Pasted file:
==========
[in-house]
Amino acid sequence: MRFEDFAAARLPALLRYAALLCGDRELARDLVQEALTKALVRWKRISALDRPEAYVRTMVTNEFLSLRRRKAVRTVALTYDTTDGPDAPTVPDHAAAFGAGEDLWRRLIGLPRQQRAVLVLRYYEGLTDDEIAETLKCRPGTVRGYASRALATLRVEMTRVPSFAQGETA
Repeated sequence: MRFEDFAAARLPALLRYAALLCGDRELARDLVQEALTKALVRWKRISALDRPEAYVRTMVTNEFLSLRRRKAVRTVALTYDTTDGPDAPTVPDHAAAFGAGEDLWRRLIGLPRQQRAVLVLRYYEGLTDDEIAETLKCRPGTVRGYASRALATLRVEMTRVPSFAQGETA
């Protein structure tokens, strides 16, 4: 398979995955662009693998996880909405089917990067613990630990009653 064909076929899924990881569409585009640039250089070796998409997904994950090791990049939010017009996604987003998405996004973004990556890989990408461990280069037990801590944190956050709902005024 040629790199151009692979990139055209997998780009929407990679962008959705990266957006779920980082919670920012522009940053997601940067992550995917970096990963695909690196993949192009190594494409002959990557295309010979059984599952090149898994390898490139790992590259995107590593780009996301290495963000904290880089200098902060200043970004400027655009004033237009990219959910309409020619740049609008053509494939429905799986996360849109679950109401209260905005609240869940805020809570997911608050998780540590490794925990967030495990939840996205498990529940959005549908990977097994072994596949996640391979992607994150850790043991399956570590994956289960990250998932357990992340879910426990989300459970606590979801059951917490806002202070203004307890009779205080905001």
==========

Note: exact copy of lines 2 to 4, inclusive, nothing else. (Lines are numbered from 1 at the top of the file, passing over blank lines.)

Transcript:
Amino acid sequence: MRFEDFAAARLPALLRYAALLCGDRELARDLVQEALTKALVRWKRISALDRPEAYVRTMVTNEFLSLRRRKAVRTVALTYDTTDGPDAPTVPDHAAAFGAGEDLWRRLIGLPRQQRAVLVLRYYEGLTDDEIAETLKCRPGTVRGYASRALATLRVEMTRVPSFAQGETA
Repeated sequence: MRFEDFAAARLPALLRYAALLCGDRELARDLVQEALTKALVRWKRISALDRPEAYVRTMVTNEFLSLRRRKAVRTVALTYDTTDGPDAPTVPDHAAAFGAGEDLWRRLIGLPRQQRAVLVLRYYEGLTDDEIAETLKCRPGTVRGYASRALATLRVEMTRVPSFAQGETA
């Protein structure tokens, strides 16, 4: 398979995955662009693998996880909405089917990067613990630990009653 064909076929899924990881569409585009640039250089070796998409997904994950090791990049939010017009996604987003998405996004973004990556890989990408461990280069037990801590944190956050709902005024 040629790199151009692979990139055209997998780009929407990679962008959705990266957006779920980082919670920012522009940053997601940067992550995917970096990963695909690196993949192009190594494409002959990557295309010979059984599952090149898994390898490139790992590259995107590593780009996301290495963000904290880089200098902060200043970004400027655009004033237009990219959910309409020619740049609008053509494939429905799986996360849109679950109401209260905005609240869940805020809570997911608050998780540590490794925990967030495990939840996205498990529940959005549908990977097994072994596949996640391979992607994150850790043991399956570590994956289960990250998932357990992340879910426990989300459970606590979801059951917490806002202070203004307890009779205080905001």